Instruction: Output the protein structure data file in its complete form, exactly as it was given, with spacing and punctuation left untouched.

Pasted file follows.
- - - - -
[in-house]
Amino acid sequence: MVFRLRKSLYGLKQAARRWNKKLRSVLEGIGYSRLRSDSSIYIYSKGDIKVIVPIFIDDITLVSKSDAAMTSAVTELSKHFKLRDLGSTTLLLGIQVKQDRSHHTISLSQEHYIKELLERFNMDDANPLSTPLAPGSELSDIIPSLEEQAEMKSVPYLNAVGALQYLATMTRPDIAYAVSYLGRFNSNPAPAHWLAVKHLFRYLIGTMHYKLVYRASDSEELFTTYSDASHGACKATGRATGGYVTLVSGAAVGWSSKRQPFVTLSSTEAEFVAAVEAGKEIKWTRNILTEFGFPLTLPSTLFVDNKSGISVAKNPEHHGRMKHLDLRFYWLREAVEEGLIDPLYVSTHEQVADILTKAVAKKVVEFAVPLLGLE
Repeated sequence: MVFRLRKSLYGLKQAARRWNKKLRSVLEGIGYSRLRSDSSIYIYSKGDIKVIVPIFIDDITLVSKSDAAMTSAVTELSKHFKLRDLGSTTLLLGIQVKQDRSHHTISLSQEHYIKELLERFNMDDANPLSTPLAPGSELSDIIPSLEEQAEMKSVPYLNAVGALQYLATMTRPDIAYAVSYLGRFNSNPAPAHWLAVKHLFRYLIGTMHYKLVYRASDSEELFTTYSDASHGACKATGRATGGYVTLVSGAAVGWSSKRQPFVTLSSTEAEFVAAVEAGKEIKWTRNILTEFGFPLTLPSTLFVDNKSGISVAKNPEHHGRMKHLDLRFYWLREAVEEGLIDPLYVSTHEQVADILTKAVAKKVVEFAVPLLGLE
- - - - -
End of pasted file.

[in-house]
Amino acid sequence: MVFRLRKSLYGLKQAARRWNKKLRSVLEGIGYSRLRSDSSIYIYSKGDIKVIVPIFIDDITLVSKSDAAMTSAVTELSKHFKLRDLGSTTLLLGIQVKQDRSHHTISLSQEHYIKELLERFNMDDANPLSTPLAPGSELSDIIPSLEEQAEMKSVPYLNAVGALQYLATMTRPDIAYAVSYLGRFNSNPAPAHWLAVKHLFRYLIGTMHYKLVYRASDSEELFTTYSDASHGACKATGRATGGYVTLVSGAAVGWSSKRQPFVTLSSTEAEFVAAVEAGKEIKWTRNILTEFGFPLTLPSTLFVDNKSGISVAKNPEHHGRMKHLDLRFYWLREAVEEGLIDPLYVSTHEQVADILTKAVAKKVVEFAVPLLGLE
Repeated sequence: MVFRLRKSLYGLKQAARRWNKKLRSVLEGIGYSRLRSDSSIYIYSKGDIKVIVPIFIDDITLVSKSDAAMTSAVTELSKHFKLRDLGSTTLLLGIQVKQDRSHHTISLSQEHYIKELLERFNMDDANPLSTPLAPGSELSDIIPSLEEQAEMKSVPYLNAVGALQYLATMTRPDIAYAVSYLGRFNSNPAPAHWLAVKHLFRYLIGTMHYKLVYRASDSEELFTTYSDASHGACKATGRATGGYVTLVSGAAVGWSSKRQPFVTLSSTEAEFVAAVEAGKEIKWTRNILTEFGFPLTLPSTLFVDNKSGISVAKNPEHHGRMKHLDLRFYWLREAVEEGLIDPLYVSTHEQVADILTKAVAKKVVEFAVPLLGLE